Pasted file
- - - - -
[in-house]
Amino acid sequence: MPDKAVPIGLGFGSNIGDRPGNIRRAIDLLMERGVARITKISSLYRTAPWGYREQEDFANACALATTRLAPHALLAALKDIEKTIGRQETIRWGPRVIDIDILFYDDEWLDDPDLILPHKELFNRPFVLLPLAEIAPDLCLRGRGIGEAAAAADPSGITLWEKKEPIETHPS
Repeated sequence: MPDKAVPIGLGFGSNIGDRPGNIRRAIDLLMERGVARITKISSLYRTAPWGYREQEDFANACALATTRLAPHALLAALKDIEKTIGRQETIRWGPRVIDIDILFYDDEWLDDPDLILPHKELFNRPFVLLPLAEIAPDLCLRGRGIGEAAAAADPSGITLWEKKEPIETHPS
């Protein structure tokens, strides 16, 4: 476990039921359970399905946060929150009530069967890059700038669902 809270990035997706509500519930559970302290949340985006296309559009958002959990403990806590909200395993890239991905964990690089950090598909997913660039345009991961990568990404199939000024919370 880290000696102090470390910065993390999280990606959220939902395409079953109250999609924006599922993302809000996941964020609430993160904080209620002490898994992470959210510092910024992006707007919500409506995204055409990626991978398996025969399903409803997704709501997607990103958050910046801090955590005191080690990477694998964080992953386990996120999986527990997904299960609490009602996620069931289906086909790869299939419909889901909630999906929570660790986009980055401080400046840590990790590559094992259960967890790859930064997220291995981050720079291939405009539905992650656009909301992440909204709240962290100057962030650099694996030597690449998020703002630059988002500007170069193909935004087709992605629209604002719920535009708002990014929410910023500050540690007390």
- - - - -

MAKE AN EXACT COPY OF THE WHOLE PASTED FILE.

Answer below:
[in-house]
Amino acid sequence: MPDKAVPIGLGFGSNIGDRPGNIRRAIDLLMERGVARITKISSLYRTAPWGYREQEDFANACALATTRLAPHALLAALKDIEKTIGRQETIRWGPRVIDIDILFYDDEWLDDPDLILPHKELFNRPFVLLPLAEIAPDLCLRGRGIGEAAAAADPSGITLWEKKEPIETHPS
Repeated sequence: MPDKAVPIGLGFGSNIGDRPGNIRRAIDLLMERGVARITKISSLYRTAPWGYREQEDFANACALATTRLAPHALLAALKDIEKTIGRQETIRWGPRVIDIDILFYDDEWLDDPDLILPHKELFNRPFVLLPLAEIAPDLCLRGRGIGEAAAAADPSGITLWEKKEPIETHPS
């Protein structure tokens, strides 16, 4: 476990039921359970399905946060929150009530069967890059700038669902 809270990035997706509500519930559970302290949340985006296309559009958002959990403990806590909200395993890239991905964990690089950090598909997913660039345009991961990568990404199939000024919370 880290000696102090470390910065993390999280990606959220939902395409079953109250999609924006599922993302809000996941964020609430993160904080209620002490898994992470959210510092910024992006707007919500409506995204055409990626991978398996025969399903409803997704709501997607990103958050910046801090955590005191080690990477694998964080992953386990996120999986527990997904299960609490009602996620069931289906086909790869299939419909889901909630999906929570660790986009980055401080400046840590990790590559094992259960967890790859930064997220291995981050720079291939405009539905992650656009909301992440909204709240962290100057962030650099694996030597690449998020703002630059988002500007170069193909935004087709992605629209604002719920535009708002990014929410910023500050540690007390």